Journalism and Social Analysis: Evolution, Effects and Trends (PASEET)

Last update: 27/09/2013

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The Carlos III University of Madrid (UC3M) team carries out systematic analysis about trends in the treatment of the information in the Spanish media. It analyses both the trends of the contents and the organizational structures of the journalist editorial offices, the treatment of the information, the configuration of the media agendas (in this case, the agendas are looked at mainly in relation to, and jointly with, the public, civil and political sphere), access to sources, etc. All of this, without prejudice to other complementing areas of research such as new genres and styles, formats, designs, profile of the journalist, and finally the education of digital journalism ... (+)

Digital journalism in times of crisis

Digital journalism in times of crisis

A case study: the treatment of immigration in the media

Coordinated by Maria Pilar Diezhandino, head of research group Paseet, social journalism at the Universidad Carlos III, published by Fundación Telefónica.

 

 

Research
 

Can we still speak about the profession of journalism? Job or profession, does it still have a raison d'être? Is it about a change, or a mere renovation and update of its tasks? If so, which are the professional profiles that the net, the digital environment, the time of global information and broadcasting at a planetary scale, are now requiring? Has the higher profile of social networks, and the inevitable change of personal, professional and social behaviours that it has brought about, substituted the public space that the media once represented?  Has the world of the Internet, paraphrasing Habermas, replaced the world of life? From real to virtual?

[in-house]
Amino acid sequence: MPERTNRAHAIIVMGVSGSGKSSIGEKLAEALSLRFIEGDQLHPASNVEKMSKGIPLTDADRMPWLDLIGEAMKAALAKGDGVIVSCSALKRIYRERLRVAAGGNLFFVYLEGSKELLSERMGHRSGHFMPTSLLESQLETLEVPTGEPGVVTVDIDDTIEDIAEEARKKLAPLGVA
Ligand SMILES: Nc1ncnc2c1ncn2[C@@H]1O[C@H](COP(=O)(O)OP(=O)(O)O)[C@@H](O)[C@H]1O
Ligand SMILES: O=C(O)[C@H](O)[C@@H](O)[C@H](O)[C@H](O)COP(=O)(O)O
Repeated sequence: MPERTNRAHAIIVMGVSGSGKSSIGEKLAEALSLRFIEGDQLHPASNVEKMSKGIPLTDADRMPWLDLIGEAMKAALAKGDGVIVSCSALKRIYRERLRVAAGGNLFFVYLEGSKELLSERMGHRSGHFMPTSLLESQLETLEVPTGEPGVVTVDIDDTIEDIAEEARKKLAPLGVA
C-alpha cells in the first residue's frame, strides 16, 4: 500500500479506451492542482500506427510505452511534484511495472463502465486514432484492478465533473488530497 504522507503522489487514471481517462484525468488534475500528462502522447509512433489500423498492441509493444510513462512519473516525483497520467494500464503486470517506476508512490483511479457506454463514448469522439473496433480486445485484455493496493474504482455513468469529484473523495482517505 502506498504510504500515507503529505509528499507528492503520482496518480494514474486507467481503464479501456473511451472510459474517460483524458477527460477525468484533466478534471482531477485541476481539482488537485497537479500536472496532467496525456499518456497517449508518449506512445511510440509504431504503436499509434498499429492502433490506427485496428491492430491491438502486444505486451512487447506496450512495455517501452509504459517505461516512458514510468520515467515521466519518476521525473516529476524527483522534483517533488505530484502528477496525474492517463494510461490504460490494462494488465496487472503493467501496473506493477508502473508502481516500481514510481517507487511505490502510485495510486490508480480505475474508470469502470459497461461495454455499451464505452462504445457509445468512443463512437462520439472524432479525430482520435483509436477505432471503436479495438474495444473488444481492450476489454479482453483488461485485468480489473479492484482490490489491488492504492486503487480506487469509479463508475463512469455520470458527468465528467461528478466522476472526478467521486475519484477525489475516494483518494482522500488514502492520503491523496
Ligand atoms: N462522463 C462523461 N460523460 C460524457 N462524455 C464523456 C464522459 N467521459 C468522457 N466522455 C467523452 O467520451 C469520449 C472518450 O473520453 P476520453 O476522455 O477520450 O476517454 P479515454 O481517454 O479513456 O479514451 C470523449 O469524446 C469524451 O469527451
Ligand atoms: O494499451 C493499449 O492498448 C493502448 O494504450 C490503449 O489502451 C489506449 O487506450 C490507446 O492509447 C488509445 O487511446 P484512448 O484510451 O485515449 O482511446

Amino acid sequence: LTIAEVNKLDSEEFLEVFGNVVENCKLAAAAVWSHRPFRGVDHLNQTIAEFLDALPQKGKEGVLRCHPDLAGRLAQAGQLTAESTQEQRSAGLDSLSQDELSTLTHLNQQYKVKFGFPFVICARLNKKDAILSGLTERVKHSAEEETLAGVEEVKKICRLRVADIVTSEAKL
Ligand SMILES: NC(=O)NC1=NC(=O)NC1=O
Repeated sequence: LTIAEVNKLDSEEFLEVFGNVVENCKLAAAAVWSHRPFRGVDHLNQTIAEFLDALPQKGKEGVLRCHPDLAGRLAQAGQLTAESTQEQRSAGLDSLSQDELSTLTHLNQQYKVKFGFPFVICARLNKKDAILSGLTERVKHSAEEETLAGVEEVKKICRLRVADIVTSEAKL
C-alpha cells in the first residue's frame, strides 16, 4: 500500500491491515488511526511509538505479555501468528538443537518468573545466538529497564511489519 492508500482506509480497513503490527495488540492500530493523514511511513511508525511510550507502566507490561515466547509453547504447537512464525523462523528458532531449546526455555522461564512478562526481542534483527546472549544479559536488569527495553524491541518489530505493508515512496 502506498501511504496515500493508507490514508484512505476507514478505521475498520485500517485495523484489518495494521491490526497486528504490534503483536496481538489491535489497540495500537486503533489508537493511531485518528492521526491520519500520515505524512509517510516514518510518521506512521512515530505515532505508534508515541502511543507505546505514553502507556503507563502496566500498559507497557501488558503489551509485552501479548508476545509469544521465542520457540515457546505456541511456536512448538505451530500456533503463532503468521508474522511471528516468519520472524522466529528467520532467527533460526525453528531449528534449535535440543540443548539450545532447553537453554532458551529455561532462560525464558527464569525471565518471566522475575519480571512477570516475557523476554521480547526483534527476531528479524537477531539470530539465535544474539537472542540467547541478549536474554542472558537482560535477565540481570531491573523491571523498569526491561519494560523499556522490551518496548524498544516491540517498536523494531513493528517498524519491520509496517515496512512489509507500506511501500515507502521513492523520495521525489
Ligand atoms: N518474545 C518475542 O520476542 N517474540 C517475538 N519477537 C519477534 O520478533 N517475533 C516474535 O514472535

Has anyone in the enterprise world questioned the consequences of having converted the journalist into a mere supplier of contents?

These are all questions to which there are not yet answers.

In this report we attempt to find some possible answers, analyse and assess them, and provide arguments. We do this without prejudice to the fact that time may well come upon us to substantiate or on the contrary prove wrong the reasons today given. 

To do so, we have undertaken four Focus Group and some twenty in depth interviews with professionals of long standing journalistic experience. We have also carried out a survey with 133 professionals in charge of digital editions, with or without a link to any other type of traditional platform. Most of these are young professionals without any experience in the traditional media. We have obtained a response rate of 45,1%.

M. Pilar Diezhandino

  • Internet Journalism
  • Journalism and immigration